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Sexual harassment in care work - Dilemmas and consequences: A qualitative investigation

Nielsen MB, Kjær S, Aldrich PT, et al. Sexual harassment in care work - Dilemmas and consequences: A qualitative investigation. International Journal of Nursing Studies 2017;70:122-30.
Date: 2017
Scientific Article
BACKGROUND: Care workers are often exposed to sexual harassment from patients. Research shows that such exposure may have detrimental effects on mental health of the care workers. Inappropriate sexual behaviour from patients is a particular challenge for formal and informal care workers alike. There is a scarceness of studies investigating the experience and the handling of sexual harassment from patients. OBJECTIVES: To investigate the experience and handling of sexual harassment from patients in care work. DESIGN: The study follows an explorative qualitative approach, rooted in phenomenology based on group interviews (n=19) with 39 care workers. SETTINGS: Ten workplaces participated in the study, including hospitals, nursing homes, community health centres, rehabilitations care centres, and psychiatric residential facilities. PARTICIPANTS: We conducted group interviews with care workers (employees), managers, shop stewards and/or safety representatives. The majority of the interviewees were trained nurses. RESULTS: The interviews revealed that sexual harassment is a complex and multifaceted phenomenon. The care workers often separated between intentional and unintentional behaviours initiated by cognitively impaired patients. Thus, they often refrain from using the term harassment, because it implies that the actions were intentional. However, the interviews revealed that, in practice, this separation was very difficult, and that sexual harassment often creates a range of dilemmas in the daily work. At the same time, sexual harassment is a taboo and the care workers. The managers, shop stewards and safety representatives in this study were often not aware of the frequency and the impact of the episodes had on the care workers. The workplaces participating in this study, rarely had guidelines or policies for managing and/or preventing sexual harassment or inappropriate sexual behaviours, but often responded to episodes in an ad hoc and case-by-case manner. CONCLUSI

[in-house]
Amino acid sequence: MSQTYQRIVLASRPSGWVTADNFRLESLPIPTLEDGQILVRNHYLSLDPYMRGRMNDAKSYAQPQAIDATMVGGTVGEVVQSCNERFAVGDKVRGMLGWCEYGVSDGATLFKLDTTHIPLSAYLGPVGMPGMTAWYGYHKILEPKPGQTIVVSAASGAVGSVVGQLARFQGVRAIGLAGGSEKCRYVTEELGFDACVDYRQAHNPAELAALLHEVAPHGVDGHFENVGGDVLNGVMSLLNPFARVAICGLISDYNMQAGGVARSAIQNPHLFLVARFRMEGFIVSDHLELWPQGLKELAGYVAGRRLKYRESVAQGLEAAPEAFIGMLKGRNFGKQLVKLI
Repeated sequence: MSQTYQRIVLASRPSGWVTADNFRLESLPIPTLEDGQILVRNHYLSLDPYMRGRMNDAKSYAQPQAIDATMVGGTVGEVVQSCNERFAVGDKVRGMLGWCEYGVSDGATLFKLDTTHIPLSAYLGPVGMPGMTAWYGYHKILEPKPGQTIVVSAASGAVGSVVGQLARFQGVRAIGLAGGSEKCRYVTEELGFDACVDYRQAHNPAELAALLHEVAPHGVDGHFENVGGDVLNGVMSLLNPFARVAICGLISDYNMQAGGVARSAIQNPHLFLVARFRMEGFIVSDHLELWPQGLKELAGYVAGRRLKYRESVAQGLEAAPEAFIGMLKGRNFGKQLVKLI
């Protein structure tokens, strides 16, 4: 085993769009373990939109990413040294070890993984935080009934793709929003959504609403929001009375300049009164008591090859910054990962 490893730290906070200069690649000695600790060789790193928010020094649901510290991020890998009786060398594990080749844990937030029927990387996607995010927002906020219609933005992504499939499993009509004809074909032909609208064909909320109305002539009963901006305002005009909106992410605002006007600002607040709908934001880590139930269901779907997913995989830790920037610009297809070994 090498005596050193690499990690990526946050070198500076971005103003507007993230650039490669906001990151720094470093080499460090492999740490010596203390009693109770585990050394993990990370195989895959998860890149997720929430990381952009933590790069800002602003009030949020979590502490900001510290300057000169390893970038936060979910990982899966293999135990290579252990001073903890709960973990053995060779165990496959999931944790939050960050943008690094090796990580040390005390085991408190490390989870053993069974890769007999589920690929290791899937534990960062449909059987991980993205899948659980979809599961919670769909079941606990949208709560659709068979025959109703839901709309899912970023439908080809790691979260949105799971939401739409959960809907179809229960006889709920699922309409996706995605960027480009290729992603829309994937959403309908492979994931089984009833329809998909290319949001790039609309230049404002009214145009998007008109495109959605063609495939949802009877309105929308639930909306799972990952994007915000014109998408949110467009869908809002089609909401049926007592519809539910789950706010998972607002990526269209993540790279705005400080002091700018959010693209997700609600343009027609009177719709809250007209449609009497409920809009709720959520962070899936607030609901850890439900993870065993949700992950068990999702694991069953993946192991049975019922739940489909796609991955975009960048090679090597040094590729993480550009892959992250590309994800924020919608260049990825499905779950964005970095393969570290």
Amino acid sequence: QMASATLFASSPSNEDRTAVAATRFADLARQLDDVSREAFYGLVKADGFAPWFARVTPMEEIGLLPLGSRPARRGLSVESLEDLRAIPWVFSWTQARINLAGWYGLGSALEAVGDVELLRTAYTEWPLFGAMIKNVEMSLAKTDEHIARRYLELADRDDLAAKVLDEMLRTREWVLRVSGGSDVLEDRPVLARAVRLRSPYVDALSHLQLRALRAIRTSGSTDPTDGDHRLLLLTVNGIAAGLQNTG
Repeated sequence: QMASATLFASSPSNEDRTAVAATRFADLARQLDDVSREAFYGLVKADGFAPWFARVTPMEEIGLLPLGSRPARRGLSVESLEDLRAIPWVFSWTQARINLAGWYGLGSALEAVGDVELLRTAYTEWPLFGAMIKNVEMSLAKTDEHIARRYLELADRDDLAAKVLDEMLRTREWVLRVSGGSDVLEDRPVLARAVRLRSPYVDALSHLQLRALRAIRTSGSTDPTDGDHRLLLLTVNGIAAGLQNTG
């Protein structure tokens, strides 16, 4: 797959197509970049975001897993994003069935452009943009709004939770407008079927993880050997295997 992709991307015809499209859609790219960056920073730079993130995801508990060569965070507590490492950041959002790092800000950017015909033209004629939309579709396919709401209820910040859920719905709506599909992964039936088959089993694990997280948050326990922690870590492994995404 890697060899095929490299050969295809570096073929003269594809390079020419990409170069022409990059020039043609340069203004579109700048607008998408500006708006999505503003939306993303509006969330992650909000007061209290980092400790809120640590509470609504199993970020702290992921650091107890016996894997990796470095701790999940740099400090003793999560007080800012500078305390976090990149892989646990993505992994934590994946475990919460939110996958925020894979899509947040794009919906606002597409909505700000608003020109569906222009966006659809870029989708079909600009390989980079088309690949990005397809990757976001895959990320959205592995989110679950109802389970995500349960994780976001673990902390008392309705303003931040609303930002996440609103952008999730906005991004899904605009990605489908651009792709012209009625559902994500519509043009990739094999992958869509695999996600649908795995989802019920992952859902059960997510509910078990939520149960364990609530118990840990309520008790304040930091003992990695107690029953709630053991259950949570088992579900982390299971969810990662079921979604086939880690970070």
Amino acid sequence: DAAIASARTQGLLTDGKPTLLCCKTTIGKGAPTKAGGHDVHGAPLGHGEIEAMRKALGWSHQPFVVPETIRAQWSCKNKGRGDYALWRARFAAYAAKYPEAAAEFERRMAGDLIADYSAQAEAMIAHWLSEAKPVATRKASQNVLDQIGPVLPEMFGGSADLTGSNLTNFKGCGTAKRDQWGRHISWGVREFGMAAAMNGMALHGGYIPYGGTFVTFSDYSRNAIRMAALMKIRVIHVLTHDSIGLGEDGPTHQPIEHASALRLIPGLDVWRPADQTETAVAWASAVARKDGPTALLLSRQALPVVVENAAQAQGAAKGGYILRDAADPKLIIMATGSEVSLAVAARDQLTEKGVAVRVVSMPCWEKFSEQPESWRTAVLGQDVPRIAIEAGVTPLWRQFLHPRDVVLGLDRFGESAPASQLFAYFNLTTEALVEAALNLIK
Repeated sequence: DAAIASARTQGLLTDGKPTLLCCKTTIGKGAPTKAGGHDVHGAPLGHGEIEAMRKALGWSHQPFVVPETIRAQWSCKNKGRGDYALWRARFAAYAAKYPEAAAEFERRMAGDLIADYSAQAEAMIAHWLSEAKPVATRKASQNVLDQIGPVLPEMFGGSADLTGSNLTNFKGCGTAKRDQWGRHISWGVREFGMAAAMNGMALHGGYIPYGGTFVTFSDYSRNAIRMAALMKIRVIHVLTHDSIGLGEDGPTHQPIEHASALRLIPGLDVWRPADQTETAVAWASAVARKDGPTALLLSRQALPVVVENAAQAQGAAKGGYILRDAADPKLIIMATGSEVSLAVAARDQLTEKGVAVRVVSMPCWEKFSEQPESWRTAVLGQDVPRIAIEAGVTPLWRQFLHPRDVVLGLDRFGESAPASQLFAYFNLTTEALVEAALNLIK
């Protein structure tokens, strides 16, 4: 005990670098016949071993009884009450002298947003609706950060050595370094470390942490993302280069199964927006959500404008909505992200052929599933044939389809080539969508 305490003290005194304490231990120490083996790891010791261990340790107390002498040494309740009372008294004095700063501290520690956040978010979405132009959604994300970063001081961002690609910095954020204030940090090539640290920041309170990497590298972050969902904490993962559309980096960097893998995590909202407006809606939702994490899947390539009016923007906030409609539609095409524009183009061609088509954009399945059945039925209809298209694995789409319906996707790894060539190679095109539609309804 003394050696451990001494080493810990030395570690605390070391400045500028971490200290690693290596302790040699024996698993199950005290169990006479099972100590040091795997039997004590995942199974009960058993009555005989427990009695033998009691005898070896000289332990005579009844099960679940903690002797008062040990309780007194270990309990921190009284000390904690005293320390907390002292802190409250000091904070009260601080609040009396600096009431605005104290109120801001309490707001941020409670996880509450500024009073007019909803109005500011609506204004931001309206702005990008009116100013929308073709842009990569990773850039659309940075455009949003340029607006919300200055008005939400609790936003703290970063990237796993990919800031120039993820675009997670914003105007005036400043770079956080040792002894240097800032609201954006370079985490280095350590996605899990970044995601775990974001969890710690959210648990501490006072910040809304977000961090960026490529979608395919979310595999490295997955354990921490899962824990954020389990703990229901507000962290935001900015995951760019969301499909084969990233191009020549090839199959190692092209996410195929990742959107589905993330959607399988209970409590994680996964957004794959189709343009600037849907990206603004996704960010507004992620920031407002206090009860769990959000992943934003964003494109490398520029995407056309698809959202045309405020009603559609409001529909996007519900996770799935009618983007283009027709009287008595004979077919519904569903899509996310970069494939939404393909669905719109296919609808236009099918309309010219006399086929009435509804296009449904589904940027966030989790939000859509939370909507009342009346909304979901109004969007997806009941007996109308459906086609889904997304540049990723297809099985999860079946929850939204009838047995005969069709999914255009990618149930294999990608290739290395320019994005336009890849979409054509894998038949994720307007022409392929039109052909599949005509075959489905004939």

Link: http://dx.doi.org/10.1016/j.ijnurstu.2017.02.018
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14.03.2017
 
Updated  14.03.2017
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